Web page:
Education is our greatest opportunity

Erin McAuley, 19, a Labour activist and student teacher at the University of Stirling, says education was her golden ticket and is our best chance to improve lives across Scotland.


The power of education has changed my life. It has been my golden ticket to where I am today and my passport to discover the world around me and my capabilities. Education continues to take me places and help me accomplish things that were once unimaginable.

Education gave me a purpose and a focus. It gave me a route up and out during a very uncertain and difficult time in my personal life. I was lucky enough to have supportive teachers who believed in me, supported me and empowered me to use my education as a source of opportunity to strive for better, not fall through the cracks as many predicted.

I believe that the biggest, best and most critical investment any country can make is in education. The attainment gap starts well beyond the school gates but education has the ability to be a key tool in reducing poverty, erase oppression and give people a chance in life.

I strongly feel it’s the most powerful weapon anyone can use. It is the foundation for peace and prosperity and it is the power of education that enables each of us to be agents of change.

The immeasurable and valuable impact my own teachers and education has played in my life has motivated me to train to become a teacher. Teaching is the only profession that creates every other profession. It opens hearts and minds and shapes the future.

I want to be a young person’s champion, role model and inspiration just like my teachers were for me. Every child and young person deserves a champion in their life, someone who won’t give up on them, or judge or stigmatise them because of their circumstances or postcode.

We all deserve someone who will help us discover our capabilities and succeed. I know teaching has the ability to do that. I don’t say this because of quotes I’ve seen or education books I’ve read, but because I have experienced for myself how influential a teacher can be in a person’s life.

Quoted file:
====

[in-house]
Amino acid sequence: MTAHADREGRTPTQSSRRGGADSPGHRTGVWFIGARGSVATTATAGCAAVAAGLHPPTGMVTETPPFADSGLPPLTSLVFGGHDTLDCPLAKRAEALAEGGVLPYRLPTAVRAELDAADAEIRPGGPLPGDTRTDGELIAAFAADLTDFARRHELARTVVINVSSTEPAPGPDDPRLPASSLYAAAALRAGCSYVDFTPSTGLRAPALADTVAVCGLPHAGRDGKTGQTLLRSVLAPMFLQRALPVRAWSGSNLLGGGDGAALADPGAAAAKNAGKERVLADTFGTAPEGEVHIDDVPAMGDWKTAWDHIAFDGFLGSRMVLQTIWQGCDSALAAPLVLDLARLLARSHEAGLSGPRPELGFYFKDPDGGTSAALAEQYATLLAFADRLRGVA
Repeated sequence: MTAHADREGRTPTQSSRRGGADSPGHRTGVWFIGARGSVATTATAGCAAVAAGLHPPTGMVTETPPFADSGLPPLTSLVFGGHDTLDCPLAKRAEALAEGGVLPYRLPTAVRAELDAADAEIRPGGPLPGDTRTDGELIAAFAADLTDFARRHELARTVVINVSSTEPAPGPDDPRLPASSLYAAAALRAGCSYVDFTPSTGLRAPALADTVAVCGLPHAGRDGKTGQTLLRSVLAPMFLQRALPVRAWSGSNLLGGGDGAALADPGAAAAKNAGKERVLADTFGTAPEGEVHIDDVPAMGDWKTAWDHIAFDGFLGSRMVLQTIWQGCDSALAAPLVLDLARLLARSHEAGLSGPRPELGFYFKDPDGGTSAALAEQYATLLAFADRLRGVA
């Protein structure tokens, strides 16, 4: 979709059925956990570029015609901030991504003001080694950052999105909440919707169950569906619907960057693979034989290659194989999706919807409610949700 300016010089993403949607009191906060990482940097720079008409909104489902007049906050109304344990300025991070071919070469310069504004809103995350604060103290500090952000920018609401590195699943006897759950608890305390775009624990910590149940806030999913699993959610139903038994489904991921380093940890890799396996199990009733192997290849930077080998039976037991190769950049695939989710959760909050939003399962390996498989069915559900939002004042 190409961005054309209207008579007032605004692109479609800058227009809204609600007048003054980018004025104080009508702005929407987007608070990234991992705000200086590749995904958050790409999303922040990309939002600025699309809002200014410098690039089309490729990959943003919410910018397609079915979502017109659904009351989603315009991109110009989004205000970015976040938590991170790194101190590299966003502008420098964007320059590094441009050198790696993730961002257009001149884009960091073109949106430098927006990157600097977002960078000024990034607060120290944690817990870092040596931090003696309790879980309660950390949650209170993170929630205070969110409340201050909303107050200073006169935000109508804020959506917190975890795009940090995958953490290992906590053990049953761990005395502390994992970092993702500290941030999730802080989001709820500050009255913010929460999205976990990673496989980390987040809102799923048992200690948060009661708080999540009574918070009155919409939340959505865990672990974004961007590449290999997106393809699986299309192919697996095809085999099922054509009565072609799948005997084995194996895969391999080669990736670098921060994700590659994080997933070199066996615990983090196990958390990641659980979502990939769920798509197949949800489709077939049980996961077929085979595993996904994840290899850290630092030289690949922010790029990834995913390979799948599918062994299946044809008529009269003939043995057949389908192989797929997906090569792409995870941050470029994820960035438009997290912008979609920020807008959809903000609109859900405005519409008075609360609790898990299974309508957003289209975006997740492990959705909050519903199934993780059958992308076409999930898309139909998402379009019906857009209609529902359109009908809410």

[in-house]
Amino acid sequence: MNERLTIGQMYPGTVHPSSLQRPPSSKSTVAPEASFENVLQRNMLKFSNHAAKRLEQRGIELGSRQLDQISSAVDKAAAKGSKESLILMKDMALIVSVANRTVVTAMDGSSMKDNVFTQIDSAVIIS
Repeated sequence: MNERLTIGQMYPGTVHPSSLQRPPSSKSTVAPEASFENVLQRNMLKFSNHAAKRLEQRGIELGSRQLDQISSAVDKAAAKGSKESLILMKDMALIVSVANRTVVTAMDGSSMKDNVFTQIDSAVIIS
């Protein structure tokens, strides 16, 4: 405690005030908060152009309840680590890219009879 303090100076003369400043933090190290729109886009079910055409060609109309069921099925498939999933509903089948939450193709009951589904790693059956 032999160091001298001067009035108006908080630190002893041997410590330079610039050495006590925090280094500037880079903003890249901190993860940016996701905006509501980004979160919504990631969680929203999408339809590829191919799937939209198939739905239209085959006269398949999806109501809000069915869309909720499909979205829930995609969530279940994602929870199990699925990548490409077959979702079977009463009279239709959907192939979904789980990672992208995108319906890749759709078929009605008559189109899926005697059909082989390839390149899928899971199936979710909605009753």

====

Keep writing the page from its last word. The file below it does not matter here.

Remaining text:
I was never top of my class, I never achieved straight A grades or 100% in any class test but I never gave up.  Getting to where I am has not been an easy ride. Even right now at university I feel the burden of being a working class student every single day and experience the barriers in education that have yet to be eradicated.

No government can credibly claim to close an attainment gap whilst slashing council budgets. Underfunding and cutting into education is not just a cut to resources in the classroom – it’s a cut to our country’s future.

Education is the biggest tool we can ever use to make Scotland a stronger, fairer and more prosperous country.

This is why it makes me sad and angry at the state of education in Scotland.  It makes me frustrated that in a time when our education standards are so low and poverty in our country is so high the SNP government’s only focus is another independence referendum.  Imagine this energy, passion and money was used to create a world class education system that ensures every child has the opportunity to succeed and be who they want to be? Maybe then we could truly close the attainment gap.

Related Posts

31 thoughts on “Education is our greatest opportunity

  1. What a well written and passionate blog, so true as well! Education is the best investment we can make as a society and the cuts to this sector is downright disgraceful! Well said, solidarity with Eireann!

    1. So I take it you support Scotland becoming independent so that it can escape the austerity imposed on Scotland by the UK government?

      1. Lewee,
        that argument has been debunked, but please feel free to show how we’d be wealthier with independence.


        1. Its a simple mathematical reality. Full fiscal autonomy is greater than less than full fiscal autonomy.

  2. Great stuff. Erin reminds us that Labour exists to ensure we all have the chance to reach our full potential… and Education is a key part of that.

    The sad thing is that, after 10 years of the SNP, things are now going backwards in Scotland where education is concerned.

    The path i took in the 1980s out of poverty is now harder for Erin’s generation. That should shame us all.